H.L. Hix with Lily Brown

Lily Brown
Lily Brown

This interview by H.L. Hix continues a series that began as multi-question interviews but now has taken the form of one-question “mini-interviews.” To ask a series of questions about a book is to keep returning to the book and thus to emphasize its opacity, to regard it as one would regard, say, a painting. To ask a single question, Hix tells himself, is to emphasize the book’s transparency, to regard it as one would a window, as what offers a vista, what frames for us a world. The subject of this interview is Lily Brown’s Rust or Go Missing (Cleveland State  University Poetry Center).

H. L. Hix: Near the middle of your book, there is a poem called “Knower,” and near the middle of that poem is the sentence “Here, / my trick: accompaniment.” I don’t mean to make too much of one moment in the book, but I wonder about its importance—for you personally, for this poem, for your book, for the project of knowing, for our culture—of “accompaniment.” (Just as one for instance, do the quiet woman and loud man in the title poem accompany one another, or fail to accompany one another?) I think this is a question, but in any case I’ll be interested in any way you choose to respond.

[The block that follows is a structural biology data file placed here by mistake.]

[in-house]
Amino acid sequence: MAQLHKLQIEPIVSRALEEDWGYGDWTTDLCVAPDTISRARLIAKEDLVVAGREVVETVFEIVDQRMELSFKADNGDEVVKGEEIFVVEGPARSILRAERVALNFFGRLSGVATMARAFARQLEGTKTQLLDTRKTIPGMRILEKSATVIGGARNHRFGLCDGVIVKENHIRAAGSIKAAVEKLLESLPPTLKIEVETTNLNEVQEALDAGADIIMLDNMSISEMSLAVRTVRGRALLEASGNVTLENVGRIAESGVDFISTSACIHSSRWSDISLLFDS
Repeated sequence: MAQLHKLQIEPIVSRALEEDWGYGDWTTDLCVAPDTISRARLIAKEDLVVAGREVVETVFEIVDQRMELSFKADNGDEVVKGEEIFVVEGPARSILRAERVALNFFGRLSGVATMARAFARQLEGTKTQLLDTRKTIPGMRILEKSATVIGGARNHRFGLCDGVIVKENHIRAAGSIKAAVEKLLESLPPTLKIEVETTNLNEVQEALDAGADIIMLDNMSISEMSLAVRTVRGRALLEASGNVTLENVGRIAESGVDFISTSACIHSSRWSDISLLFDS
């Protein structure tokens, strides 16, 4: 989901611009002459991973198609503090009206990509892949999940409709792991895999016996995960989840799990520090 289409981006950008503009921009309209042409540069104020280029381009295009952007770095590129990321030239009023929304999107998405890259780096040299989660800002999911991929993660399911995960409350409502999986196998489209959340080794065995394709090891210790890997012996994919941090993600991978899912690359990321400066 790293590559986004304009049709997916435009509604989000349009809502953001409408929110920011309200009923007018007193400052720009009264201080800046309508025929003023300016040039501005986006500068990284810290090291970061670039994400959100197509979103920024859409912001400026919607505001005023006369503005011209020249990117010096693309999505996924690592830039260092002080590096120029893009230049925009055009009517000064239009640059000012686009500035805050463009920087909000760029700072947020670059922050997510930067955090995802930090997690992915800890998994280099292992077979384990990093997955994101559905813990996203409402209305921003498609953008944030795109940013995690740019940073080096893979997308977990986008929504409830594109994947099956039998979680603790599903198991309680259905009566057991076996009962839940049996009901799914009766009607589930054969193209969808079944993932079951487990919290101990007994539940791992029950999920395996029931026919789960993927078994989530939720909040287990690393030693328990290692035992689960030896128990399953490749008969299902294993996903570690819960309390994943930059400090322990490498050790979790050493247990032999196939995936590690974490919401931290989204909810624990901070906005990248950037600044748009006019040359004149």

Lily Brown: The issue of accompaniment is a loaded one for me, and I think you pick up on my ambivalence with your question about “the quiet woman and the loud man” in the title poem from my book. I observed those people in a coffee shop in Berkeley, and while I have no real way of knowing whether they did or did not accompany one another, the exchange got me thinking. I was actually touched by the conversation because the man seemed to want the woman to know she would still have her coffee to accompany her, even if he went to the restroom. Perhaps he was projecting his own worry about leaving her in his utterance. Or perhaps he himself was not a person who liked to be alone. Or maybe he liked to be alone but was concerned about what that meant with regard to his significant other. By transcribing that exchange and then giving it a sort of metaphorical equivalent in the poem (“He says, while you enjoy your coffee, / I’ll go to the bathroom. // He says, here’s the light. I place it in your glass. / Here’s how light stays when I’m gone.”), I wanted to raise questions about accompaniment and maybe highlight its complexity rather than provide answers. I see that as an issue with cultural significance, actually: to give space to questions, rather than answers and to complicate notions of identity and relationships.